Options are the fifth element of good judgment. Leaders who consider multiple options before making decisions are likely to make better ones. Leaders who are open to options and ideas from different sources are more likely to consider a broader range of possibilities before making decisions.


Delivery is the final element of good judgment. The ability to communicate and implement decisions effectively is essential for successful leadership. Leaders who can articulate decisions clearly and execute them effectively are more likely to achieve desired outcomes.


Good judgment is the cornerstone of successful leadership. Leaders who cultivate the six key elements outlined above are likely to make better decisions and achieve better outcomes.


Examples of Leaders Who Embody the Six Elements of Good Judgment


Below are some examples of leaders who embody the six elements of good judgment.


One leader who embodies the six elements of good judgment is Satya Nadella, CEO of Microsoft. Nadella has demonstrated a commitment to continuous learning and personal growth, which is evident in his book "Hit Refresh." He emphasizes the importance of empathy, curiosity, and continuous learning in decision-making. He also fosters a culture of trust within his team, which enables them to take calculated risks and make tough decisions.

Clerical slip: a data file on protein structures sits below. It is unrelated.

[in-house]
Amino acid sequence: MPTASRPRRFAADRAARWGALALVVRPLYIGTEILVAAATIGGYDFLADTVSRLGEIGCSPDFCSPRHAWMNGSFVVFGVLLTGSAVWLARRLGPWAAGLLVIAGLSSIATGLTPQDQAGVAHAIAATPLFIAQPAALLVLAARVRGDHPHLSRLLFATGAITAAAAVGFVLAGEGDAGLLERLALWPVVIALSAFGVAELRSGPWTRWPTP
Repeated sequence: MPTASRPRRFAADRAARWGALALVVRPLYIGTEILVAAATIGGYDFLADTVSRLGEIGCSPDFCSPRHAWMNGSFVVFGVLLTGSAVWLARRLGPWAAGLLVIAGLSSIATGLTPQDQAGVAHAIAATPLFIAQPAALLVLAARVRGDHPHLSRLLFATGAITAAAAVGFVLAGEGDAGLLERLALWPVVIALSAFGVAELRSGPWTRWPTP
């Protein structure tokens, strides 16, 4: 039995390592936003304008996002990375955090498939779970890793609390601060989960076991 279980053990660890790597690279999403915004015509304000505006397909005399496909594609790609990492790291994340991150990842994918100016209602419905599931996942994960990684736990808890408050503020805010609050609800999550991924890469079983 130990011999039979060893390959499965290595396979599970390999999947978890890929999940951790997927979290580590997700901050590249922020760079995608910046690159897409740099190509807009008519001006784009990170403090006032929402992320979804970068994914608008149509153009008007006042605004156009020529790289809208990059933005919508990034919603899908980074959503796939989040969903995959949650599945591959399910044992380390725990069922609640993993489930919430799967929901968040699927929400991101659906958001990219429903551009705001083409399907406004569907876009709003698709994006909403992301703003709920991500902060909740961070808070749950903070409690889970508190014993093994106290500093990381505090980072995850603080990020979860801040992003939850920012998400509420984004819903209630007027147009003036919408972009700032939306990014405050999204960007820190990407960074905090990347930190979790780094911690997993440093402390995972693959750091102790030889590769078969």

Another leader who exhibits the six elements of good judgment is Mary Barra, CEO of General Motors. Barra has extensive experience within the company and has risen through the ranks, giving her a deep understanding of the organization. She is known for taking a step back and analyzing situations objectively, which enables her to make informed decisions. She is also open to considering multiple options before making decisions and is skilled at delivering decisions effectively.


A third example is Warren Buffett, CEO of Berkshire Hathaway. Buffett has a reputation for being a lifelong learner and is known for his commitment to continuous learning. He is also known for his detachment and ability to analyze situations objectively, which has enabled him to make informed investment decisions. He is also skilled at delivering decisions effectively, which has contributed to his success as an investor.


Each of these leaders demonstrate a commitment to the six elements of good judgment, which has contributed to their success as leaders.


Common Barriers to Sound Leadership Judgment


I have observed several barriers to sound leadership judgment.